Whatever the cause, the skyscraper-sized monster is awake now and seemly impervious to military assaults. The filmmakers realized that because of the monster’s size and strength, there’d be no way for the human characters to have intimate contact and combat with it. That’s where all those smaller spider/crab-like parasites come in. If the monster started out as a baby with maybe microscopic parasites on it, it would make sense that if the monster grew to a much larger size, so would the parasites. Apparently, once the monster tore into the city, it was able to remove these pests from its body by rubbing its back against a building, thereby setting the fast-paced and now very vicious parasites free to ravage the citizens of New York City.
And here’s where we get into the super-unknown territory. While we know that the monster is just scared and hungry, chomping away on the tiny little humans, what we don’t know is what the parasites are out for. Typically, a parasite will attach itself and live off a larger organism. In the film, the parasites are smaller than the humans and are attacking by biting. Perhaps they are just blood-sucking parasites? There’s no evidence that they enter the human bodies and take over their new host. Either way, the affects of their attack on the humans is unexplained. Soon after Marlena, one of the main characters, is bitten, she begins bleeding from the eyes and then it seems like her stomach explodes (the audience doesn’t get to see this up close, since Marlena is behind a tarp when this happens and only the outline of her body is shown).
Why don’t we see the gore? In case you didn’t know, Cloverfield is filmed from the perspective of Hud, Rob’s best friend, who was tasked with the recording of Rob’s going-away party. It’s Hud, who, armed with a handycam, captures the Statue of Liberty’s head crashing onto the street in front of their building. From there, Hud and Rob, along with their friends Marlena, Lily, and Jason, attempt to cross the Brooklyn Bridge during a mandatory evacuation of New York City. Rob then receives a phone call from the woman he loves, Beth, who’s injured and trapped in her apartment in midtown — the opposite direction of the evacuation route. That’s when the group decides to turn back to rescue Beth. Their journey — interspersed with footage of the monster’s rampaging — is all captured by Hud’s shaky video camera work, which is why certain aspects of the film are left to the audience’s imagination.
Where does Coney Island come in? Rob’s brother Jason took Rob’s video camera to use at the party, but never put in a new tape. (Why Rob would have a camera that still requires tape is quite interesting, considering the camera seems to have a very high battery life as well as night vision of all things!) Hud was inadvertently recording over footage taken a month prior when Rob and Beth spent the day together. (Rob had always been in love with Beth, but they had been “just friends” until that day when, unbeknownst to their friends, they slept together, then spent the next day having fun in Coney Island). This is why the old footage of Rob and Beth will periodically appear on screen and why the movie ends with the couple on the ferris wheel.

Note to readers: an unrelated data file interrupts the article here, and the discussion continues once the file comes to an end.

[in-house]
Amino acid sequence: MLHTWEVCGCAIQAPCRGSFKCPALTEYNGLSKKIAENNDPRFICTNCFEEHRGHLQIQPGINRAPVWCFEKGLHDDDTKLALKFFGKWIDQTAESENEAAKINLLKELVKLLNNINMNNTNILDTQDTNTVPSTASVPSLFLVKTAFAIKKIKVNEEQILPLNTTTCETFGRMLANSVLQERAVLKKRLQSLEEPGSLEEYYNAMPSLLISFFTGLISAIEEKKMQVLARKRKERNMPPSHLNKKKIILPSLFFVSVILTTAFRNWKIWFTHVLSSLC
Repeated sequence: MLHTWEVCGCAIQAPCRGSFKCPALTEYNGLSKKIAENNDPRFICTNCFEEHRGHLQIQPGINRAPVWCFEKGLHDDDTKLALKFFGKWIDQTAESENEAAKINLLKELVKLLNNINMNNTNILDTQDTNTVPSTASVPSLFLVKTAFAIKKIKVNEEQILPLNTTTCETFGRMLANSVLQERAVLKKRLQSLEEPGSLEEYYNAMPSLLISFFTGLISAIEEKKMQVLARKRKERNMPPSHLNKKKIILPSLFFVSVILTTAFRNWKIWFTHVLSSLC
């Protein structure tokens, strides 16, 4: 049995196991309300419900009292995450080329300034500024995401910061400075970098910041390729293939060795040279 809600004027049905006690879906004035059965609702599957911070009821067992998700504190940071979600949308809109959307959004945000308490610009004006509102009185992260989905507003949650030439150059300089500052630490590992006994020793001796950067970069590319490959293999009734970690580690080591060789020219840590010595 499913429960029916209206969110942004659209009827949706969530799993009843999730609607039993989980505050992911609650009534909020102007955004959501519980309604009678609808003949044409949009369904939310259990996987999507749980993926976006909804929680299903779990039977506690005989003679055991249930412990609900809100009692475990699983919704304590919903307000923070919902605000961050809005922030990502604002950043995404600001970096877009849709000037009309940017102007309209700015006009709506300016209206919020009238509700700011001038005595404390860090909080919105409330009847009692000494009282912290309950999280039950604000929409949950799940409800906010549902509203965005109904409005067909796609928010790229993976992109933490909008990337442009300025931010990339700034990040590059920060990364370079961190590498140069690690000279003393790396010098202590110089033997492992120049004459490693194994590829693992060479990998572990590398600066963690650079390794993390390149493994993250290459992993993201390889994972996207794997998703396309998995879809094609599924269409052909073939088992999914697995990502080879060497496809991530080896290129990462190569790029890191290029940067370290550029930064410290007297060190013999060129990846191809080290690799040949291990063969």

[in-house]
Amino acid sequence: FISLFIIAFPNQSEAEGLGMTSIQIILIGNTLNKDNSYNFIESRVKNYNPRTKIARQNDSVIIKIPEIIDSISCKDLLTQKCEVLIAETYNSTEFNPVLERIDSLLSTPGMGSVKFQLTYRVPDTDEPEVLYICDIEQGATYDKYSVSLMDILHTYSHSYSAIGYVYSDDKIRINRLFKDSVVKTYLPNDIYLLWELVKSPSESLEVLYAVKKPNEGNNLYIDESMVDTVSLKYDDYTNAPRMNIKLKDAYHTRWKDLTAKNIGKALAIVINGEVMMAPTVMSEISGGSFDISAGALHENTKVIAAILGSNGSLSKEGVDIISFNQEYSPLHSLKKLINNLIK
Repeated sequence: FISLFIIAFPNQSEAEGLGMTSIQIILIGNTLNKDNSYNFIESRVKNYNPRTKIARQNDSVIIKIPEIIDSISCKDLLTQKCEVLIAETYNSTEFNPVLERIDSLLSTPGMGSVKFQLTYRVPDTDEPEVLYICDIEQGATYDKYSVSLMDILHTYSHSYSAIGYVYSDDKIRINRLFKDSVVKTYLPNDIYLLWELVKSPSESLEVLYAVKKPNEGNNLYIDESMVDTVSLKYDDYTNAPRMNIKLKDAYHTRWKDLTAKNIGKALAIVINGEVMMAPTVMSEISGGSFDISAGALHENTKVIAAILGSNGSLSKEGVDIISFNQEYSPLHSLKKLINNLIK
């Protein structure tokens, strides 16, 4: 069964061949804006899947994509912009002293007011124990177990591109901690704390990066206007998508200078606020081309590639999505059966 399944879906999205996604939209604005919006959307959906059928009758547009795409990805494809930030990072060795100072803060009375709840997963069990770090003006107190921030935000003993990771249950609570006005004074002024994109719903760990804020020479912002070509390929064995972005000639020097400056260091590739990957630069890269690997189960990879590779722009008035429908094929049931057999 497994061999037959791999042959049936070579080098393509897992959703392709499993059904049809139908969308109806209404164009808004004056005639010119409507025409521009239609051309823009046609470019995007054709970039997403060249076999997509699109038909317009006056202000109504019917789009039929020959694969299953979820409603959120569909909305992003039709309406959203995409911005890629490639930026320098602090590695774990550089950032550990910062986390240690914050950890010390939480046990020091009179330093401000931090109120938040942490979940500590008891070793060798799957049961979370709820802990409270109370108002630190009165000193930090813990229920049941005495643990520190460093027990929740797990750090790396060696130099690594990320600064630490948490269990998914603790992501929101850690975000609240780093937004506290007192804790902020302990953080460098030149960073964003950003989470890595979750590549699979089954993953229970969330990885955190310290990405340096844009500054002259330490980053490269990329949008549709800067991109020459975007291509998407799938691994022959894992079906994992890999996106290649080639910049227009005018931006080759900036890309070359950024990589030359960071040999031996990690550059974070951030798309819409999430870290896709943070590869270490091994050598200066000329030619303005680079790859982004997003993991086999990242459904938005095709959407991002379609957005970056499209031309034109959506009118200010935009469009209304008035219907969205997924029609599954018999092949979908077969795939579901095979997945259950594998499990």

What happened to the monster, the parasites, and the rest of the city? Reports from movie-goers are that if you stay until the movie’s end credits, you can hear someone say “Help us.” This could mean that Rob and Beth, who at the end were trapped under a bridge in Central Park after the military bombed it, could still be alive. Also, it’s said that if you play the audio backward, you can hear someone say, “It’s still alive,” which could mean that the Cloverfield monster is still alive.
As far as the humans go, even if Rob and Beth didn’t survive, Lily was evacuated by military helicopter and last we saw, she survived. We know from the beginning of the movie that the reason we’re seeing this film is because some time after the attack the tape was retrieved. But, we also know that the morning after the attack, the military was going to destroy NYC if they couldn’t defeat the monster. Since the bridge in Central Park where Rob and Beth were hiding under gets bombed by the military that morning, it can be assumed that Manhattan is destroyed. OR, perhaps, since the monster conveniently showed up in Central Park, maybe the military was able to kill the monster and maybe even save Rob and Beth.
Judging by the tape’s survival and the new pictures that were posted on the film’s official site, either the monster was defeated or it gave up the attack and left the city. (I think it’s the latter.) One photo from the site shows a man in a small boat floating in bloodied water; another shows the bloody, bitten into carcass of a whale or some other sea creature. (See the images here after left; click for larger view.)
So, with a film this successful, what about the inevitable sequel? B-D spoke with director Matt Reeves, who said, “Only time will tell. While we were on set making the film we talked about the possibilities and directions of how a sequel can go. The fun of this movie was that it might not have been the only movie being made that night, there might be another movie! In today’s day and age of people filming their lives on their iphones and handy cams, uploading it to youtube…That was kind of exciting thinking about that.” So, if there’s a sequel, it might be chronicling the same events, but through the lens of another person’s perspective.
It’s obvious, though, that this is not the last we’ve seen of Cloverfield.